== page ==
Laszlo Fogas

Rancher Kubernetes routing

2017-05-31

I identified three major milestones in the Kubernetes projects I had.

Metrics, log aggregation, and routing being the three features that differ from project to project, depending on the existing infrastructure, and the chosen Kubernetes vendor. Delivering these parts are nice wins on the way to get a feature complete infrastructure.

Having those three in place opens up the cluster for wider usage and my focus can be diverted to the ever ongoing iterations of hardening the setup.

Rancher’s take

Recently I got to know Rancher’s take on how traffic is routed to my Kubernetes services. I picked Rancher in the beginning of the project because it offered a working cluster with little effort. Routing being one of the things that just worked.

To access a Kubernetes service, the only thing I had to do is to create a Kubernetes service with “type: LoadBalancer”

kind: Service
apiVersion: v1
metadata:
  name: bot
spec:
  selector:
    app: bot
  ports:
    - protocol: TCP
      port: 80
      targetPort: 80
  type: LoadBalancer

By doing so and running “kubectl get svc” an EXTERNAL-IP showed up after a few seconds and I was good to access the service from the browser.

Later when I used internal IPs in my cluster, the described method was still working, as long as the internal IP was the one where my Azure Load Balancer was pointing to.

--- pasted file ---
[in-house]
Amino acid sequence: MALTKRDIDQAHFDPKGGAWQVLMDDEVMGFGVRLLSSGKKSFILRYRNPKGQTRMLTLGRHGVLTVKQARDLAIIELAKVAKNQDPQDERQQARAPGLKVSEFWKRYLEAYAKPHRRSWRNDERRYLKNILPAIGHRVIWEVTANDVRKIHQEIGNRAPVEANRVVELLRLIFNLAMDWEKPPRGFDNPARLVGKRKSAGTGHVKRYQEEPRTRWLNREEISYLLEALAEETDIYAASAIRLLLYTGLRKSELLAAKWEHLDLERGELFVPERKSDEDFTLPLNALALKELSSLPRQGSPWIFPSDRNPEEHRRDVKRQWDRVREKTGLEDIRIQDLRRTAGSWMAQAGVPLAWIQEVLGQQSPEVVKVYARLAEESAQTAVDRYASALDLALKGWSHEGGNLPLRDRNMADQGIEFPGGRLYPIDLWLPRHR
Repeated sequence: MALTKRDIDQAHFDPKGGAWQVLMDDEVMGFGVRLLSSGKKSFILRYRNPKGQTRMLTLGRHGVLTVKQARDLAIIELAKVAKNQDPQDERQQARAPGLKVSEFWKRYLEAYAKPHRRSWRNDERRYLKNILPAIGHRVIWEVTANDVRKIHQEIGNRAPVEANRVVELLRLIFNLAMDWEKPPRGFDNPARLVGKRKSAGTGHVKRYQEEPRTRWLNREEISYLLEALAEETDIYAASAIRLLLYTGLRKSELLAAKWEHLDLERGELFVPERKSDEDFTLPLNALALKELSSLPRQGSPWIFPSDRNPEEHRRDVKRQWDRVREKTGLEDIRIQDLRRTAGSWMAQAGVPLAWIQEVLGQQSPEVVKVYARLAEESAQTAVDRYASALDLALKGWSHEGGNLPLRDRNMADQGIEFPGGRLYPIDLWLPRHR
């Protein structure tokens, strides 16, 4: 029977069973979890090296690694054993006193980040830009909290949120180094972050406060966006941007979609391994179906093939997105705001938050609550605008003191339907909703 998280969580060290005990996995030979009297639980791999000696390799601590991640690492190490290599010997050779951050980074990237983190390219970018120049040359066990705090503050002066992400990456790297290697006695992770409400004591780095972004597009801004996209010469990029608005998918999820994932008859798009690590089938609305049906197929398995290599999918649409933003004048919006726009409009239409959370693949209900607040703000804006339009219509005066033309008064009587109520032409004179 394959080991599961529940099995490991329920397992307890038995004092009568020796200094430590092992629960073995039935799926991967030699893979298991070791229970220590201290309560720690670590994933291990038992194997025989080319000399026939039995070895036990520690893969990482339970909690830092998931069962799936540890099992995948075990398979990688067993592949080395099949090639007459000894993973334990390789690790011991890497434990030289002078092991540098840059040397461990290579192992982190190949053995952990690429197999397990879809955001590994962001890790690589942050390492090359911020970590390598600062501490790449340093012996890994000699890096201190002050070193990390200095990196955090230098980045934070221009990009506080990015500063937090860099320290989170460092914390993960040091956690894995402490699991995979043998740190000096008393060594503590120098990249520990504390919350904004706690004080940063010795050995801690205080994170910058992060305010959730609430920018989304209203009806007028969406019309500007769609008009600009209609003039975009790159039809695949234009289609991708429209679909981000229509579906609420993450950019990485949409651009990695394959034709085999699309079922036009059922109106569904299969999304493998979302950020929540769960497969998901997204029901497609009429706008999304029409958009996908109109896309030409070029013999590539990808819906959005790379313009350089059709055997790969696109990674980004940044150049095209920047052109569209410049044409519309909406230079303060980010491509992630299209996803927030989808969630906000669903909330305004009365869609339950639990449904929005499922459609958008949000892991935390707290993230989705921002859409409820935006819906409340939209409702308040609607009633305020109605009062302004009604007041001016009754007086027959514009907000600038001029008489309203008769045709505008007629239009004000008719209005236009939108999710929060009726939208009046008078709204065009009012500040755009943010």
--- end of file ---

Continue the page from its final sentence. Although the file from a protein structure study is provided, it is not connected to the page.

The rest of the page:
It felt a bit like magic, but it only started to bother me, when I experienced port collisions for port 80; and when the service IPs were on nodes that were not part of my load balancer pool.

It turned out Rancher creates a LoadBalancer container for each service you define and place them accross all rancher nodes, no matter what their Kubernetes role is. Meaning one point a load balancer was provisioned on my etcd node. Not quite the design I was going for.

While I knew that I have to address routing at some point, I was slightly concerned by this behavior.

Ingress to the rescue

It was clear that I wanted to have host based routing and offer all my services on standard ports. The Kubernetes Ingress abstraction felt like the way to go, and I was pleased that Rancher supports it.

I had the idea that the Ingress definitions will look something like this:

apiVersion: extensions/v1beta1
kind: Ingress
metadata:
  name: s1-ingress
spec:
  rules:
  - host: s1.mycompany.com
    http:
      paths:
      - backend:
          serviceName: s1
          servicePort: 80
apiVersion: extensions/v1beta1
kind: Ingress
metadata:
  name: s2-ingress
spec:
  rules:
  - host: s2.mycompany.com
    http:
      paths:
      - backend:
          serviceName: s2
          servicePort: 80

One little Ingress snippet for each service I have, so it can be controlled by the feature team who owns the service and the services would be available on s1.mycompany.com and s2.mycompany.com respectively.

The Rancher Ingress Controller